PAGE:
CfA: Metaphysics after the 'Scientific Revolution'
Metaphysics after the ‘Scientific Revolution’ (1687-1781)
October 2-3, 2017
University of Bucharest, Institute for Research in the Humanities and the Faculty of Philosophy
Submission deadline: August 1, 2017
Confirmed keynote speakers:
Paola Basso (University of Bucharest)
Andrew Janiak (Duke University)
Anne-Lise Rey (University of Lille)
(further speakers to be announced shortly)
Tinca Prunea-Bretonnet (University of Bucharest) and Grigore Vida (University of Bucharest)
The purpose of this conference is to investigate the redefinition of metaphysics in the period from Newton’s Principia, marking the apex of the so-called ‘Scientific Revolution’, to Kant’s Critique of Pure Reason. During this time metaphysics underwent significant transformations in response to the radical challenges posed by the new physics and empiricism. The Newtonian paradigm became dominant, but there was growing dissatisfaction with what was regarded as its lack of metaphysical foundation. The German Enlightenment continued to promote a strong speculative metaphysics; elsewhere in Europe, the ‘aversion to Metaphysics’, as it was once called, was gradually counterbalanced by renewed interest in metaphysics. New attempts were made to ‘save’ metaphysics and reconcile Newton and Leibniz (for example) and, more broadly, to accomplish a new philosophical synthesis, which would address both the rejection of traditional metaphysics (understood as metaphysica generalis and metaphysica specialis, the latter comprising three disciplines) and the aspiration to provide a firm and universal foundation for morals and physics.
We welcome proposals on the European Enlightenment in general on any topic related to the conference theme. Proposals may address (but are not limited to) the following questions:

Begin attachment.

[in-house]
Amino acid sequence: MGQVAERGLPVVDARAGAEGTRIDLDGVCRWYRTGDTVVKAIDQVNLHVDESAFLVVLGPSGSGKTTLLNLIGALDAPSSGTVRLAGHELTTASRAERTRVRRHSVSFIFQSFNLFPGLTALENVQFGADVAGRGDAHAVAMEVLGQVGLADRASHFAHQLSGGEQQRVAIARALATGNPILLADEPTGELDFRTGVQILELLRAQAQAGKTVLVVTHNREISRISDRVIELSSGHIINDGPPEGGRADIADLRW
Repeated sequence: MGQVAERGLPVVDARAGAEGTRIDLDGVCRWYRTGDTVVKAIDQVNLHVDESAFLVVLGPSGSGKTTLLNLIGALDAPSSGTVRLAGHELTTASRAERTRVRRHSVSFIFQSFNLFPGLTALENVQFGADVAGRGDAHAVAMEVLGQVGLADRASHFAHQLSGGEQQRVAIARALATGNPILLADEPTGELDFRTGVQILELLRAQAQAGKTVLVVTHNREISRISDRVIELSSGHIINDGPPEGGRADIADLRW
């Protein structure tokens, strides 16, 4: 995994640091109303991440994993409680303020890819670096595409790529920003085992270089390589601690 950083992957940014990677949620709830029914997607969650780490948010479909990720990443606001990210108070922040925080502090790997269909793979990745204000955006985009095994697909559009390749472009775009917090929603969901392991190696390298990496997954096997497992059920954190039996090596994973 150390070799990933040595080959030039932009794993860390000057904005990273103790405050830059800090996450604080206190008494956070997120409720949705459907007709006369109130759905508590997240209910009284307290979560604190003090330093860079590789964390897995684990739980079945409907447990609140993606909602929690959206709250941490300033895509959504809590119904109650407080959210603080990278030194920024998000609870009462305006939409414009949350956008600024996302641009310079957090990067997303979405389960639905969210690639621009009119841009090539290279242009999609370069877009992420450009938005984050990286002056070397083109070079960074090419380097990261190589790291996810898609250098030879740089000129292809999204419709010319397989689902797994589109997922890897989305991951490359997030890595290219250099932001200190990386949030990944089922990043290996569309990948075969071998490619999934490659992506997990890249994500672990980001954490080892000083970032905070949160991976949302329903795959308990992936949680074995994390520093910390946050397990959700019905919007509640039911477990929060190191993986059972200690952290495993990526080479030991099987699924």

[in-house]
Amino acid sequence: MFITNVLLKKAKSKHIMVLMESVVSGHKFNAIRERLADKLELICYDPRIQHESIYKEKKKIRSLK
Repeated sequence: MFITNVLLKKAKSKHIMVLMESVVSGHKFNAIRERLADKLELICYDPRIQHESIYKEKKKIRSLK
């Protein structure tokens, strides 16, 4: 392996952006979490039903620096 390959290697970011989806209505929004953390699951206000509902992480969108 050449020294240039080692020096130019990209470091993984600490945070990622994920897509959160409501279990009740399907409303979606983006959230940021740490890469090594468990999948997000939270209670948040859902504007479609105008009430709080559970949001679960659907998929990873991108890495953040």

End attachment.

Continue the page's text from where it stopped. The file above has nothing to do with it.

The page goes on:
How did Newtonian physics influence the German speculative metaphysics? Were several metaphysical doctrines in competition in the first half of the 18th century? Can we talk about an epistemological turn in metaphysics during this period? Can we talk about ‘scientific metaphysics’ in the 18th century? Does metaphysics still have an object after the ‘Scientific Revolution’? Is there a specific method for metaphysics ? How does it relate to mathematics and experience ? Can metaphysical truths be certain ? Does natural philosophy need first principles?
Presentation time will be 30 minutes + 15 minutes for discussion.
Languages: English and French.
Please send an abstract (of no more than 500 words) in doc(x)word as attachment to: email@example.com
Abstracts should be prepared for double-blind review by removing any identification details. The author’s name, institutional position and affiliation, and the paper title, as well as contact information, should be included in the body of the e-mail.
Notification of acceptance by August 18, 2017.
Registration fee: 20 euros. The conference does not provide funding for speakers’ travel or accommodation.
Please contact one of the organisers for further questions: Tinca Prunea-Bretonnet (firstname.lastname@example.org); Grigore Vida (email@example.com)